While fans young and old have been at one another’s throats in the never ending debate of which sci-fi title is truly better than the other, arguments are only finding further reinforcement when comparing the two MMO’s these titles have offered the gaming community. Both can boast large populations at varying peak playtimes, rotating events, and a steady stream of content; but it would seem determining which is the better game can truly come down to the players’ interests and play-styles.
Upon release of either title currently offered, Star Trek™ Online (STO) or Star Wars™ the Old Republic (SWTOR), initial player-bases indicated very positive futures for either title; however whether due to the economy changes of the time or fail points from either title both started as subscription-based but have now shifted to completely free-to-play (F2P/FTP) models.
Though very similar in their means of a money-market for the purchase of in-game items, abilities, and unlocks; both have taken very different approaches in their handling of as much. Any new player in either game can definitely advance through the game itself without spending a cent, but it won’t take long for a SWTOR player to face a hiccup in their progress that only a purchase will relieve. Lockouts in SWTOR such as interface components for game-play like their ability ‘hotbars’ or even simple cosmetic changes such as hiding a character’s helmet or matching their armor colors definitely encourage purchase from their player-base much earlier than can be found when playing STO as a new F2P player. While SWTOR may justify such with their game being completely free while originally requiring a purchase, the same can be said of STO as well. Both games require funds to be maintained justifying the need for some measure of such, but it cannot be denied that SWTOR’s approach can come off as a much greedier money-grab due to such lockouts without a subscription or potential cash purchase. The real catch twenty-two of SWTOR is that nearly all of the unlocks you can purchase using real cash, can potentially be purchased from other players for the credits earned when playing; so long as someone is selling them after a purchase from the money-market. STO offers this same means for some of their purchases, but there are many more purchases bound to the account once bought.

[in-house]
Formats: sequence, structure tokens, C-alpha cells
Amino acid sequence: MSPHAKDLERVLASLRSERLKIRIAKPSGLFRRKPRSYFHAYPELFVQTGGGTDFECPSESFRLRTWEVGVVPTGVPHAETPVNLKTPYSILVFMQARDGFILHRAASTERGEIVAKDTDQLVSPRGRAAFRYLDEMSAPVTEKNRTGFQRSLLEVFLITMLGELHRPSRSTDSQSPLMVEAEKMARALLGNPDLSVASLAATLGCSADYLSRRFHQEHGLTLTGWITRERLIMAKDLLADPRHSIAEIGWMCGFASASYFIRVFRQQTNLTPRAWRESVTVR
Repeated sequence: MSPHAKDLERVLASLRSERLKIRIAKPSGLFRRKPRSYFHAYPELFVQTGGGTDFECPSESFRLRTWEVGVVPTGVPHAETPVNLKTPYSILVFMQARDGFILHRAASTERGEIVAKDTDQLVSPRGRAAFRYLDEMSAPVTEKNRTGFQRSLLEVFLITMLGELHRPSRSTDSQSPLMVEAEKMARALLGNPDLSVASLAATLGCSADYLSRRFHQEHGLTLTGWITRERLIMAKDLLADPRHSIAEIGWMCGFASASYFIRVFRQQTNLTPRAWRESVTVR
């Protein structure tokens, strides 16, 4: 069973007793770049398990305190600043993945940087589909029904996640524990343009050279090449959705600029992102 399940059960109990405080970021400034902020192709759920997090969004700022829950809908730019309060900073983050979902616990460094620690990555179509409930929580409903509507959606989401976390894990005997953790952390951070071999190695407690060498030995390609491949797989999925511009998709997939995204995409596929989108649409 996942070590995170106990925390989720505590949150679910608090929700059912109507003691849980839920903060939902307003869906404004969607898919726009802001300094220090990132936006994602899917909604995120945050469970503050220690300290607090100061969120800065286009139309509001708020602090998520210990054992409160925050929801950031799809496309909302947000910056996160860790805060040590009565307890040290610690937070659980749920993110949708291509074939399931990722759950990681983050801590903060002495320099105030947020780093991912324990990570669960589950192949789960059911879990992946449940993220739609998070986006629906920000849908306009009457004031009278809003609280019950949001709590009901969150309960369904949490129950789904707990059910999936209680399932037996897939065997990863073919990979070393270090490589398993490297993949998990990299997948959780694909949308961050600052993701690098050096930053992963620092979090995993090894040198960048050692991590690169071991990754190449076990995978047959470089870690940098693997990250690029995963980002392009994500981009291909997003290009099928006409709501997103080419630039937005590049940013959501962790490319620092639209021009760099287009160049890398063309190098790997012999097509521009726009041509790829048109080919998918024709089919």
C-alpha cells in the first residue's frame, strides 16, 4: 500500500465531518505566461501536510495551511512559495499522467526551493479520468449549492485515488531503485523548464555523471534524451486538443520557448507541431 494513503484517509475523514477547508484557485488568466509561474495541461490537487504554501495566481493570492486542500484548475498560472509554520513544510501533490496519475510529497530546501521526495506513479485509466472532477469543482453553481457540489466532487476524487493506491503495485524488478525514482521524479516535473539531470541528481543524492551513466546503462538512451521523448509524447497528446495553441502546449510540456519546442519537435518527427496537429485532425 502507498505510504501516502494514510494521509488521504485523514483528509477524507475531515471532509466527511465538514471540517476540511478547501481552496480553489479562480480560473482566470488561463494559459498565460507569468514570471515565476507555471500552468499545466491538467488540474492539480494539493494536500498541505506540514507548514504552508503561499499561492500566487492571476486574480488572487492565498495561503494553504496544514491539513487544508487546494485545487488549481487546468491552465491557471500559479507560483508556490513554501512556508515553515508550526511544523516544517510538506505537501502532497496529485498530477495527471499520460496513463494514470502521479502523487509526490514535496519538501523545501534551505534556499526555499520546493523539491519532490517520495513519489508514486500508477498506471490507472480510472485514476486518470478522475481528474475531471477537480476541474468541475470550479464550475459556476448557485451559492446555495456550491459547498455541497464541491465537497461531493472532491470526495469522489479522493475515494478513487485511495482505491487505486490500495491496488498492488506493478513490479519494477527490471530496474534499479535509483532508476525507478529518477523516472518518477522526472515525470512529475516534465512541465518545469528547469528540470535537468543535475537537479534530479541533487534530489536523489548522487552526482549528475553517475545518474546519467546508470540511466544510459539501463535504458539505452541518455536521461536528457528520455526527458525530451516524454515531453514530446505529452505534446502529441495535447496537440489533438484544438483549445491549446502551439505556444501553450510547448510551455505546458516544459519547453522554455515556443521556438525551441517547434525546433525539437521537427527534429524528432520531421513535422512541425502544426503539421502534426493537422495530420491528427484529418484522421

Most MMO gamers will agree however, it is not the purchase or need for funds by the developers that truly gauges which makes for a better game to invest both time and money into. While hiccups of purchases may create enough of a stumble to steer away many players, and fans of the genres may typically find it very difficult to resist the temptations offered by either money-market; the reality of maintaining players’ interests comes down to the game-play and community more than the financial demands beset by them. When taking an in-depth view of either game, it doesn’t take long to determine which game has likely been around longer. STO offers a wide range of varying quests, a huge galaxy to explore, and multiple layers of side games and even means of advancing your characters while not even logged in. Whereas SWTOR does course across a galaxy, the simple truth is it is not much more than a Star Wars™ themed World of Warcraft™ with some minor advancements of progress to the gaming mechanics. See the list for more details.
The Character creation
In either game there are means to customize your characters closely to the icons that may have drawn you in as a fan, only STO actually provides true character customizations that give the player potential for a unique look within the game. While Star Wars™ universe is vastly filled with unnamed species, only in STO can you actually custom design your character even down to allowing you to create and customize your own species for playing. SWTOR offers a wide range of varying equipment and gear that can resemble icons of the genre, and may even be bringing more playable races to choose from into their future expansions and updates, but unique is not something any of the character designs can truly achieve. STO on the other hand not only allows for choosing from a fair range of ‘costumes’ based on starfleet uniforms from their TV series and movies, they also have armor and other gear that can be worn over the uniforms or be equipped but not shown so that the uniform is all other players observe. While SWTOR offers a means to match the colors of the equipment to the chest piece colors, STO takes it a step further allowing complete color customizations in a wide range of the spectrum; not to mention no purchase or subscription is required for as much.